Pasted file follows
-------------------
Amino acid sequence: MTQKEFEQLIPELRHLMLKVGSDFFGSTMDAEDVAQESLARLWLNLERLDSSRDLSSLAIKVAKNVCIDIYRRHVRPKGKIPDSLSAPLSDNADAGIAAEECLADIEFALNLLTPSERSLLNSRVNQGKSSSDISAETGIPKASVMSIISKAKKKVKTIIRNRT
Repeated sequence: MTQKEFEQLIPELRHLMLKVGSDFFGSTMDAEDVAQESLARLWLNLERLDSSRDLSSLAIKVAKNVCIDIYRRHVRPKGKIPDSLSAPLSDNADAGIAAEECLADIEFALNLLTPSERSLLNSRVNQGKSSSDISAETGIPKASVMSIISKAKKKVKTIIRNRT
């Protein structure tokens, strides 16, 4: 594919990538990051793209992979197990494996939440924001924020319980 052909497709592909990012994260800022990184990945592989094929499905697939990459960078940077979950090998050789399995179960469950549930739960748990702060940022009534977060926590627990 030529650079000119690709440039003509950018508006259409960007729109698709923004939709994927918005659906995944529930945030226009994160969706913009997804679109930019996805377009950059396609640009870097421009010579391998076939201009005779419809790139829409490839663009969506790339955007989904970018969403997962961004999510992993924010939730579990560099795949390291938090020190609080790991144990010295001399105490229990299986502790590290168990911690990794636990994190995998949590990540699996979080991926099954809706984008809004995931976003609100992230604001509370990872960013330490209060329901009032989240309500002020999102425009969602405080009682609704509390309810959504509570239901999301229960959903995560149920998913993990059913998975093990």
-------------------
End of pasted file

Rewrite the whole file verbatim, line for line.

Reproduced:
Amino acid sequence: MTQKEFEQLIPELRHLMLKVGSDFFGSTMDAEDVAQESLARLWLNLERLDSSRDLSSLAIKVAKNVCIDIYRRHVRPKGKIPDSLSAPLSDNADAGIAAEECLADIEFALNLLTPSERSLLNSRVNQGKSSSDISAETGIPKASVMSIISKAKKKVKTIIRNRT
Repeated sequence: MTQKEFEQLIPELRHLMLKVGSDFFGSTMDAEDVAQESLARLWLNLERLDSSRDLSSLAIKVAKNVCIDIYRRHVRPKGKIPDSLSAPLSDNADAGIAAEECLADIEFALNLLTPSERSLLNSRVNQGKSSSDISAETGIPKASVMSIISKAKKKVKTIIRNRT
């Protein structure tokens, strides 16, 4: 594919990538990051793209992979197990494996939440924001924020319980 052909497709592909990012994260800022990184990945592989094929499905697939990459960078940077979950090998050789399995179960469950549930739960748990702060940022009534977060926590627990 030529650079000119690709440039003509950018508006259409960007729109698709923004939709994927918005659906995944529930945030226009994160969706913009997804679109930019996805377009950059396609640009870097421009010579391998076939201009005779419809790139829409490839663009969506790339955007989904970018969403997962961004999510992993924010939730579990560099795949390291938090020190609080790991144990010295001399105490229990299986502790590290168990911690990794636990994190995998949590990540699996979080991926099954809706984008809004995931976003609100992230604001509370990872960013330490209060329901009032989240309500002020999102425009969602405080009682609704509390309810959504509570239901999301229960959903995560149920998913993990059913998975093990």